Activists opposed to the emperor system in Japan have launched a petition calling for the abolition of regnal years (in Japanese, gengō or nengō).
Japan uses two systems to indicate the year: the Gregorian calendar and an era name system counted by the number of years since an emperor accession without a year zero (the current era is Heisei and 2018 is Heisei 30). Today the era system is fully regnal but historically one emperor’s reign might divide into multiple eras.
Arguing that the era name system is obsolete and quoting a 2017 NHK poll that notes the majority of people in Japan do not use it, the petition is organised by Hantenren (Han-Tennōsei Undō Renraku Kai, or Anti-Emperor Activities Network), Hi no Maru Kimigayo no Hōseika to Kyōsei ni Hantai suru Kanangawa no Kai (Kanagawa Group Opposed to the Legislation and Enforcement of the Japanese National Flag and Anthem), Yasukuni Tennōsei Mondai Jōhō Sentā (Yasukuni Emperor System Problem Information Centre), and Tennōsei Iranai Demo Jikkō Iinkai (officially in English, the Executive Committee of Demonstration for No More Emperor System), which has mobilised several prominent marches recently. Organisers have announced that their goal is a modest 5,000 signatories by 30 April, exactly one year before the end of the emperor’s reign. The petition is addressed to the prime minister and, due to petition law in Japan, must be accepted when presented.
The incumbent sovereign, Akihito, is set to abdicate and hand over the throne of the world’s oldest continuous monarchy to his son, Naruhito, marking the start of a new, as yet unnamed era from 1 May 2019. The Heisei period, with all its hobgoblins of economic uncertainty, will come to an end. The petition specifically opposes this transition in era name, which is a process obscured in mystery in terms of the selection, and somewhat complex and expensive in the changes it necessitates to legal and business documents. When Akihito himself succeeded Hirohito in 1989, the enthronement was also accompanied by a wave of small yet feisty protests. Naruhito’s reign, as constitutionally powerless as it can only be, will undoubtedly begin the same way, though police will keep a tight grip on the demonstrations and prevent them from spoiling the festivities.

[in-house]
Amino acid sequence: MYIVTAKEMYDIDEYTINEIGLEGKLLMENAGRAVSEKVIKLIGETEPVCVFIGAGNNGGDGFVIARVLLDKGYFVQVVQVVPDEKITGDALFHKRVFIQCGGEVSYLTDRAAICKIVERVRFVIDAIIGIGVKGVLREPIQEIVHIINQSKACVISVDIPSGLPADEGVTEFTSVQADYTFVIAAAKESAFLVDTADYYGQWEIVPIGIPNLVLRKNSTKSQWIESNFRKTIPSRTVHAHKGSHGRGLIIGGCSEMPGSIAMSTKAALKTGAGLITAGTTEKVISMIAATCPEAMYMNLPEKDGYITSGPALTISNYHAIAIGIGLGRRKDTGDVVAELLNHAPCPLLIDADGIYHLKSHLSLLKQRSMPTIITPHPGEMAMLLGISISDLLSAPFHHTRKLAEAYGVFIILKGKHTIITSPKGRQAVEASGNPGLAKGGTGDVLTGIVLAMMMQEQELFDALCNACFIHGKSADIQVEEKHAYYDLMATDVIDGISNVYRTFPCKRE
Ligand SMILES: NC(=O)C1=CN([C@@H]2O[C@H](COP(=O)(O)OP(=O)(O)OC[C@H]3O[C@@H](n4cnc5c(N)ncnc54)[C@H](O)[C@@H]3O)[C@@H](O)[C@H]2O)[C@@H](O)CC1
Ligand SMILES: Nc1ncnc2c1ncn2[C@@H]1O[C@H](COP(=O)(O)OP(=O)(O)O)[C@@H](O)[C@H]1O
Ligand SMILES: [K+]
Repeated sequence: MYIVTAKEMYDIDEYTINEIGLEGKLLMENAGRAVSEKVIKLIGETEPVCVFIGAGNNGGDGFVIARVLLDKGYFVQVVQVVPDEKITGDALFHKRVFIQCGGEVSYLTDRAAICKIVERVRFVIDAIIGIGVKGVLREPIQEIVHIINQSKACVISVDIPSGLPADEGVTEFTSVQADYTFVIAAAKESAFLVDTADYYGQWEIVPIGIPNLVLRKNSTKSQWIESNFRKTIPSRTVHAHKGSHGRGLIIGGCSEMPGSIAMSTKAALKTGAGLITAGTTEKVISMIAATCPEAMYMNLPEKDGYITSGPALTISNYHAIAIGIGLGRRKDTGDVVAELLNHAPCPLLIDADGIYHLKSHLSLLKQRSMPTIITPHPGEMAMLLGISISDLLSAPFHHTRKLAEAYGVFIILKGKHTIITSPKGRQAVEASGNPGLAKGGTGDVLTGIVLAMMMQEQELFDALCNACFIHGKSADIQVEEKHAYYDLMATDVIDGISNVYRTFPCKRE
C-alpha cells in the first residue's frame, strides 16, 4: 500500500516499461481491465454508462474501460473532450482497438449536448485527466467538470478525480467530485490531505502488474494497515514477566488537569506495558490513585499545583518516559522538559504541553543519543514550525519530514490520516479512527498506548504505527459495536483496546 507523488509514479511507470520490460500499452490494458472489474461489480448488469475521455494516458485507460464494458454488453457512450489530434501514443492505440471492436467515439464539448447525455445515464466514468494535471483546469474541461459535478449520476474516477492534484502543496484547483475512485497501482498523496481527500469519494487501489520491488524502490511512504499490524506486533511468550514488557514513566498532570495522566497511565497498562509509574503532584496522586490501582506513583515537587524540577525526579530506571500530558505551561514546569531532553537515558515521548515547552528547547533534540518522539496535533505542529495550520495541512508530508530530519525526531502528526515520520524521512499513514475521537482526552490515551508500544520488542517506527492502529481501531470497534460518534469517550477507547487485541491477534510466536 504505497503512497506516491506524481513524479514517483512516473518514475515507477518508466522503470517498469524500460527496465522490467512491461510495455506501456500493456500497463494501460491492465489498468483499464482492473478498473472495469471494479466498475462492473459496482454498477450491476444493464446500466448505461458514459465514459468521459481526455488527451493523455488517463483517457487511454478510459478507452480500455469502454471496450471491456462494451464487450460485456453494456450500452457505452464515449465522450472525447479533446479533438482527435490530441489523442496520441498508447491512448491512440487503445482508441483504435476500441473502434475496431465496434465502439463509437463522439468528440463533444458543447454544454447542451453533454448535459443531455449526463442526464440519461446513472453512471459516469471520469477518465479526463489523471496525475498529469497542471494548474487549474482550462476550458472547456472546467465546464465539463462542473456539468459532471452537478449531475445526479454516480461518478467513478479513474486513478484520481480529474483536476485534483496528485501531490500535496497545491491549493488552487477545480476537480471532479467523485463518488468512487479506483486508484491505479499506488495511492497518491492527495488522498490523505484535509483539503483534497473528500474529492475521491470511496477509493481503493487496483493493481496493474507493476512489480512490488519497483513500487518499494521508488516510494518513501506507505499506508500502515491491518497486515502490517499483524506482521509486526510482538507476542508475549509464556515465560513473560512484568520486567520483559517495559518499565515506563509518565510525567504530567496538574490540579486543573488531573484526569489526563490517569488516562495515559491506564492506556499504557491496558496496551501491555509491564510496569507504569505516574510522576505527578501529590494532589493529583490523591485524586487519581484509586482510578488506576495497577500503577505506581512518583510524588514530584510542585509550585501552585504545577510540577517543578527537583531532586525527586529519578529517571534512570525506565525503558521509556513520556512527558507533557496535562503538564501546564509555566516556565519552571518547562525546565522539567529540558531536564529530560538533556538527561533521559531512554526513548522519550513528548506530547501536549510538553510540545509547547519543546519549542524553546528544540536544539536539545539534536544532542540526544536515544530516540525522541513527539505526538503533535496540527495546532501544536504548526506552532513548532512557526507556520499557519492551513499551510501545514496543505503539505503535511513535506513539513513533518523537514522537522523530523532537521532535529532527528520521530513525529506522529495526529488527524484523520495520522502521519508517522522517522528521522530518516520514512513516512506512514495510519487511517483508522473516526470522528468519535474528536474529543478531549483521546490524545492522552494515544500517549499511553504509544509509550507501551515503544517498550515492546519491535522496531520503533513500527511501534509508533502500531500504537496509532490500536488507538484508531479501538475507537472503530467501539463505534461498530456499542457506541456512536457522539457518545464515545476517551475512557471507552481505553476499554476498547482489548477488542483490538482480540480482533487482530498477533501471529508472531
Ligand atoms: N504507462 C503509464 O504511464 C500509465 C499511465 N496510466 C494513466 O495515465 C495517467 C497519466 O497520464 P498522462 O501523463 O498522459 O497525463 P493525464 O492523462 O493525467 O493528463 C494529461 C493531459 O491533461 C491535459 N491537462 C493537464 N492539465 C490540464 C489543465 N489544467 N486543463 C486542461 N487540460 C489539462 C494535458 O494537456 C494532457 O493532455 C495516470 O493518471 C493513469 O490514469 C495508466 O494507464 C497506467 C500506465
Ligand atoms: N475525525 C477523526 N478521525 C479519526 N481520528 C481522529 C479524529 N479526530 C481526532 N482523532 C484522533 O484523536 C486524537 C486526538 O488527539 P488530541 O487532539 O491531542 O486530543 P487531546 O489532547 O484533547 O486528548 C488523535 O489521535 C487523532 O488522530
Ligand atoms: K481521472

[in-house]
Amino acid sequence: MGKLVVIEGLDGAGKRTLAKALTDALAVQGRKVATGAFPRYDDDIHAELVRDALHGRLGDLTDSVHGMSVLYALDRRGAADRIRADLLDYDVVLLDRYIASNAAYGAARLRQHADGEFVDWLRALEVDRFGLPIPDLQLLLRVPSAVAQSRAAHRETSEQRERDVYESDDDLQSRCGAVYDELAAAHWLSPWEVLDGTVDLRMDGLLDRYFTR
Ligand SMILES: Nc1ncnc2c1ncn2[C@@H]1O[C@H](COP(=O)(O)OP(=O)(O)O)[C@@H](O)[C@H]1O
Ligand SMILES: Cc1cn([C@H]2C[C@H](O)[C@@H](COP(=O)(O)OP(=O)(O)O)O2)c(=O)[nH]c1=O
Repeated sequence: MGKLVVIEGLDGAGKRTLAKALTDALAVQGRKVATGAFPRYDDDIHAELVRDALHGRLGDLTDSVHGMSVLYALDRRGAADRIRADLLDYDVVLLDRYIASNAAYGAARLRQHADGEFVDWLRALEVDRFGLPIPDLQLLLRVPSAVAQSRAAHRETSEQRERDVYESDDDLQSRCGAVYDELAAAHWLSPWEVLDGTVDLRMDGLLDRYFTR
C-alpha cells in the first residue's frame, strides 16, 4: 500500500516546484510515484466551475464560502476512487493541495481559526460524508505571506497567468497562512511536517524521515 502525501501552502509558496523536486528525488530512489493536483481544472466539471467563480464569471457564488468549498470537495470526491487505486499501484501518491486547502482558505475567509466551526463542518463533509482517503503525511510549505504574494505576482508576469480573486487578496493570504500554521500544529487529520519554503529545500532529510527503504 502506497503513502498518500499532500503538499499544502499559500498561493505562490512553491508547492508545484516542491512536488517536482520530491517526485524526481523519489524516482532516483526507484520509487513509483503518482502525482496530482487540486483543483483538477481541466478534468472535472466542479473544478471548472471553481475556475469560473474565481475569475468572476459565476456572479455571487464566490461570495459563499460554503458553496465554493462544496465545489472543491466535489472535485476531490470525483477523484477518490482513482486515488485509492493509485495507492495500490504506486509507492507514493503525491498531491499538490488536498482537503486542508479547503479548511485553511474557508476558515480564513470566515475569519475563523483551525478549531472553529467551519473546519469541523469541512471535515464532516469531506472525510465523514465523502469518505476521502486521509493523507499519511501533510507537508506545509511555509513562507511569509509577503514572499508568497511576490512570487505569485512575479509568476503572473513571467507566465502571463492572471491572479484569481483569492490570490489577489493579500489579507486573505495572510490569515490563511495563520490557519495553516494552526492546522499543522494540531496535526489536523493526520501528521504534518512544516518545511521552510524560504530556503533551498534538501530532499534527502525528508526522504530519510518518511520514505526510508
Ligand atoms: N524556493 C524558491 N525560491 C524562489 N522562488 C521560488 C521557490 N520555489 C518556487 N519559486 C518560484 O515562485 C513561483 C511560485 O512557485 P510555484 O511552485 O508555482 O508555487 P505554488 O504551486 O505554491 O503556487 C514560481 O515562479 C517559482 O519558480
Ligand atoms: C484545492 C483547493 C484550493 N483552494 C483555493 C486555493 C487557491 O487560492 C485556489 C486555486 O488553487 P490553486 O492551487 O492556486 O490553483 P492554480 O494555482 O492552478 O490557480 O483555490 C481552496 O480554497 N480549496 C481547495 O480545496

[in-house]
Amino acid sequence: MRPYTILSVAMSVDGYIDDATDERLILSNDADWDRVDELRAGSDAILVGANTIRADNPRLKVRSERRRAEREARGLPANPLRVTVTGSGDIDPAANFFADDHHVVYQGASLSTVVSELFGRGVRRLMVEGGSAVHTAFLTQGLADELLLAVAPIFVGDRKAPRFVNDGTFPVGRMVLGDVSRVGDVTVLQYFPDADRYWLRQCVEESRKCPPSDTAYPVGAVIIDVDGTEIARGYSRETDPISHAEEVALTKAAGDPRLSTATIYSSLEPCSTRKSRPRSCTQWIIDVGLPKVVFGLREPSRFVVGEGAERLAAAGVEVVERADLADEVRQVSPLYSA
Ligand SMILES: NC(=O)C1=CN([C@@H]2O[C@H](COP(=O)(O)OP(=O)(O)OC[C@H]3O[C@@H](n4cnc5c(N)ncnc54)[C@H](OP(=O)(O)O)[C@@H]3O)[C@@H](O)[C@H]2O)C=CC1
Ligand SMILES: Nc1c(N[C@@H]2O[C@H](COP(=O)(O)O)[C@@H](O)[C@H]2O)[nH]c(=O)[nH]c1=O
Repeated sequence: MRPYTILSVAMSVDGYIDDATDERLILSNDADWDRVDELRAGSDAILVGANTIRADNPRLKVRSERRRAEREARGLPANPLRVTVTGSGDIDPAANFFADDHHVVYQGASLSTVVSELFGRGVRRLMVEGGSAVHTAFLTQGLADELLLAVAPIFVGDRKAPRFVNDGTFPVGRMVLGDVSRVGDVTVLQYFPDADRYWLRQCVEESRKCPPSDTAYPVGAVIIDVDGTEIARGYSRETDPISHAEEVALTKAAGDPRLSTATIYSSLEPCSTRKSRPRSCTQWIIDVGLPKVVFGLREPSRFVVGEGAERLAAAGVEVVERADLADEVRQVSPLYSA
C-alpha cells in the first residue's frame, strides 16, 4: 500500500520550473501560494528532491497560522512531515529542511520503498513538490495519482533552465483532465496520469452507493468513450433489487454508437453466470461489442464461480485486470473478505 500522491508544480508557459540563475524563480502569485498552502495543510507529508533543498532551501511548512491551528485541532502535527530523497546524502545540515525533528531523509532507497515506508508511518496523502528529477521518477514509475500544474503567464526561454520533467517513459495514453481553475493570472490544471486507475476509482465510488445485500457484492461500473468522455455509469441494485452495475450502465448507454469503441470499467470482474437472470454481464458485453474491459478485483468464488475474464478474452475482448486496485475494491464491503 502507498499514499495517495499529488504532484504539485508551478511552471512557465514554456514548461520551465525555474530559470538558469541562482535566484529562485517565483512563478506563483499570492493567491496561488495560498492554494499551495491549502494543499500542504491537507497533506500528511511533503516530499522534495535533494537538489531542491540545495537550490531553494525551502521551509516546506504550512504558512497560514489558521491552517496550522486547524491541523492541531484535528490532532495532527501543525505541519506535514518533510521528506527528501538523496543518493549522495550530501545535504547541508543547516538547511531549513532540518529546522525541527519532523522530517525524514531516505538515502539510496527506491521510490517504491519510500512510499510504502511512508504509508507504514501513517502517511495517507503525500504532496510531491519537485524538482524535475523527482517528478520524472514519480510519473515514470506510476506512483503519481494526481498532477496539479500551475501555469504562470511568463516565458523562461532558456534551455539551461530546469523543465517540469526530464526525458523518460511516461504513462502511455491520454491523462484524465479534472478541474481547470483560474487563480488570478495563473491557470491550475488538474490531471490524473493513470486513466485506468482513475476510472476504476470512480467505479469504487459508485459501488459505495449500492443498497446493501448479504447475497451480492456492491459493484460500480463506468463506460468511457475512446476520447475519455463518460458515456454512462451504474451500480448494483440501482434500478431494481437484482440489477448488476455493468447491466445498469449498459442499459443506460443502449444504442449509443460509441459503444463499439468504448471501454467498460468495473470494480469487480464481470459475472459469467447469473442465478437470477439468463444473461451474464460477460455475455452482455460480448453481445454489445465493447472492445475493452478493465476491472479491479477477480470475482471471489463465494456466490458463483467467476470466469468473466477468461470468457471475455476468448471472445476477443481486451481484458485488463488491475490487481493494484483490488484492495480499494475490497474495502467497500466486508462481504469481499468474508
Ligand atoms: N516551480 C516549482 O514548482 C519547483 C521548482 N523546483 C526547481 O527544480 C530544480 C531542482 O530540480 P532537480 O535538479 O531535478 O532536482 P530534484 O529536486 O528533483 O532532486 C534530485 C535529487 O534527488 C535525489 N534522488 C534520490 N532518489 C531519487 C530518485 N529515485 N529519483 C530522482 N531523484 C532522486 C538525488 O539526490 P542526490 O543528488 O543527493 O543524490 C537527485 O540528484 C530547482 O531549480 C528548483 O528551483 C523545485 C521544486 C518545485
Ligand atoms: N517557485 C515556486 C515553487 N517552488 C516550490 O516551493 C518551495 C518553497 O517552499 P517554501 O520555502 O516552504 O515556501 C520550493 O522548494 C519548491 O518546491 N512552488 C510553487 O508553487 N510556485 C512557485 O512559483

As previously discussed, the announcement in August 2016 by Akihito of his wish to abdicate has galvanised the anti-emperor movement in Japan, prompting protests, books and a film festival. A rally and march organised by Hantenren and others was held in central Tokyo on 11 February, an annual event opposing the date that is now National Foundation Day but has its roots in Kigensetsu, a holiday inaugurated during the Meiji Emperor’s reign celebrating the sovereign as part of a sacred line stretching back to the legendary Jimmu’s accession. As always, the march had a significant police escort.
Republicanism in various forms has long existed in Japan but is scattered across various areas, such as the parliamentary (the Japanese Communist Party), the remaining fragments of the formerly militant New Left in Japan, and smaller single-issue groups such as Hantenren committed to campaigning against the emperor system. These latter groups have commonly held demonstrations and marches on significant days, such as 15 August, which marks Japan’s defeat in the Pacific War, a conflict in which the previous emperor, Hirohito, is frequently held partially responsible by the left.
It should be noted that anti-emperor activism is a genuinely dangerous enterprise. The Chrysanthemum taboo still holds sway, meaning that the mainstream media holds back on discussing anything sensitive about the Imperial Family, much less criticism. In the past, ultra-nationalists have attacked and even murdered people they believed had slandered the emperor and what he represents.
While this goes some way to explaining why anti-emperor activism attracts so little press attention, and what it does is usually not sympathetic, there is another, simpler cause: the republican movement runs counter to the majority of public opinion. Akihito and the system in general is popular, and polls suggest that most citizens supported his intention to abdicate after decades of service for the nation. Even the JCP has softened its stance in recent years, though stopping short of actually accepting the emperor as head of state in official policy. To be against the emperor system, then, is almost about as unorthodox, provocative and countercultural as it is possible to be in Japan.